By Charlotte Libov   |   Thursday, 27 Apr 2017 02:55 PM
 Conventional medicine is necessary to treat disease, but if you really want to prevent health problems and stay well, you might consider integrating practices from the field of holistic medicine as well, a top expert says.

“The field of integrative, or complementary, medicine, grew out of what used to be known as ‘alternative health,’ but the concepts we use today are based on scientific evidence,” Dr. Ashwin Mehta tells Newsmax Health.          

“Conventional medicine,” known also as “Western medicine,” is a system in which medical doctors and other health care professionals treat symptoms and diseases using such means as drugs, radiation, and surgery.          

The term “alternative medicine” describes a range of medical therapies that are not regarded as orthodox by many in the mainstream medical profession, such as herbalism, homeopathy, and acupuncture.          

“In the 1970s, the alternative medicine gained traction in the U.S. as a pushback against the biochemical paradigm that was becoming associated with medicine,” says Mehta, medical director of integrative medicine at Memorial Healthcare System in Hollywood, Fla.          

‘But, on the other hand, the realization was growing that there might be something of value in these ancient healing traditions, and so we should scientifically evaluate them.”          

When some alternative therapies were held up to this scrutiny, they were found to be baseless, says Mehta. On the other hand, others were proven to work. These have since been known as integrative, or complementary therapies, he adds.          

“Doctors who practice integrative medicine uses only the evidence-based therapies that have been found to have scientific validity,” says Mehta.          

He likes to explain this concept by using an example in cancer treatment.          

“If the body is a garden and cancer is an unwelcome weed, the job of the oncologists [cancer doctors] is pluck out the weed and our job is to make the soil of the garden inhospitable to the weed ever coming back,” he says.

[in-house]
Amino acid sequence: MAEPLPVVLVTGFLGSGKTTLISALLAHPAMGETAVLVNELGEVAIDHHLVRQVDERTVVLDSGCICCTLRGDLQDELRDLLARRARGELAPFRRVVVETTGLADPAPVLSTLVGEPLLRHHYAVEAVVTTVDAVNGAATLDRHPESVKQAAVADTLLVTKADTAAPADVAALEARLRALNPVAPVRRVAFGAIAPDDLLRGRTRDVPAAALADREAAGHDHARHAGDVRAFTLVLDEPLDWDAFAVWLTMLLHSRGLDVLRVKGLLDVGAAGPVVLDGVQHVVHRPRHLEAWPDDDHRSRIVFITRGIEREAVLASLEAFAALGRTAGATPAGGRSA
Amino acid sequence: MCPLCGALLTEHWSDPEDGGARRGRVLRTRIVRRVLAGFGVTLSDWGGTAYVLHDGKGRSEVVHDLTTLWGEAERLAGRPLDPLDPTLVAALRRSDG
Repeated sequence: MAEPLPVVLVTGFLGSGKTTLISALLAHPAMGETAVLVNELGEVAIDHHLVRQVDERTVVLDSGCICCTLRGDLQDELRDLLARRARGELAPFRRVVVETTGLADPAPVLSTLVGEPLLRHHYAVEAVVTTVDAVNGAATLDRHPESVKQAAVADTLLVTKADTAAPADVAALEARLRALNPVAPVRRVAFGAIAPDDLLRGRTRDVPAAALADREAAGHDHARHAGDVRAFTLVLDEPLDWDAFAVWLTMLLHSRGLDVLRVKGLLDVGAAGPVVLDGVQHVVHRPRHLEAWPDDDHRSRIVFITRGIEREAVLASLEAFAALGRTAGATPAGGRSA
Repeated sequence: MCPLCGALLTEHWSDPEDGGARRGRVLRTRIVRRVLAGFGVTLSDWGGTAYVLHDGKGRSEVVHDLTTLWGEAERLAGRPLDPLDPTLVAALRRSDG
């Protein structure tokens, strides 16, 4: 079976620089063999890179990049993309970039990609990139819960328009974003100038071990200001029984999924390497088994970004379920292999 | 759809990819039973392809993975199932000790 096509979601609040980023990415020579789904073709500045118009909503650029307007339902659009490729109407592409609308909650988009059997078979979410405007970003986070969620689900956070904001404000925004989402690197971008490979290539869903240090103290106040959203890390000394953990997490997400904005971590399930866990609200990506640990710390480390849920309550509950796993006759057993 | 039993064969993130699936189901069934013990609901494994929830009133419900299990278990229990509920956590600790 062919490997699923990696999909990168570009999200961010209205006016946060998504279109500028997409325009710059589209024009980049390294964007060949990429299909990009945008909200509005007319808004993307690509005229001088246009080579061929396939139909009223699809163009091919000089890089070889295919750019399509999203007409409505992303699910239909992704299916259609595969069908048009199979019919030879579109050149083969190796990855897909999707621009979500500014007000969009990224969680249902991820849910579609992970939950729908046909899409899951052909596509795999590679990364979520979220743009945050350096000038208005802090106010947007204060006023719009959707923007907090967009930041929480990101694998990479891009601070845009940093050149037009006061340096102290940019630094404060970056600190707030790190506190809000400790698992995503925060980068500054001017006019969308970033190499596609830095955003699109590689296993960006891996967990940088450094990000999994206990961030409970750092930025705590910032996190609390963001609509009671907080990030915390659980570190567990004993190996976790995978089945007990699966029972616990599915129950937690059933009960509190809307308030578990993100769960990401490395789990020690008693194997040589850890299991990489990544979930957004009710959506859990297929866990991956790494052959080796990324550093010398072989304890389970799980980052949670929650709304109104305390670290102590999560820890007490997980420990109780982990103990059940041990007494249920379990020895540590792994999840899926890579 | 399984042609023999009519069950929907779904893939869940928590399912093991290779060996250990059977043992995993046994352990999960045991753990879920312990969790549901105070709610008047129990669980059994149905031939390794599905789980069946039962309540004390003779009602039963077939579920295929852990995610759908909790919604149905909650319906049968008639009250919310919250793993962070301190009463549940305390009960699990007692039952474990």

One of the most valuable adjuncts that integrative medicine offers today’s patient is the ability of these therapies to reduce inflammation.

Inflammation is the same reddening process you see if you cut your finger. But there also is an invisible type of inflammation, known as “chronic bodily inflammation,” which occurs inside your body and cannot be seen.

Such inflammation is increasingly viewed as the culprit in the development of cardiovascular disease, diabetes, and cancer, as well.

“Today, we use the term ‘metabolic syndrome,’ to describe a number of conditions, including high cholesterol, high blood sugars, high blood pressure, and obesity, that increase the risk of cardiovascular disease, diabetes and cancer,” says Mehta.

What these conditions have in common is that they cause a “predominance of inflammation,” he adds.

To combat inflammation, follow these five principles of integrative medicine, he says:

  • Use food as medicine:  Much of our medication, from aspirin to chemotherapy, has been derived from leafy plants, so it makes sense to use them in cooking. Green tea, turmeric, and cinnamon have anti-inflammatory properties.
  • Boost your immune system through diet: The Mediterranean Diet is anti-inflammatory because it features a largely plant-based diet that focuses on vegetables, nuts and seeds, cold-water fish, and healthy herbs and spices.
  • Get a good night’s sleep: During REM sleep, the body’s temperature dips slightly (about 1 ½ degrees) creating a cooling effect that helps reduce inflammation. Aromatherapy, the use of essential oils, can help to create a restful environment.
  • Exercise is medicine: A sedentary lifestyle impairs circulation over time, contributing to physical deconditioning that gives rise to obesity and osteoporosis and also increases the risk of high blood pressure and diabetes.
  • Practice meditation: A daily period of meditation has been found to strengthen the mind-body connection.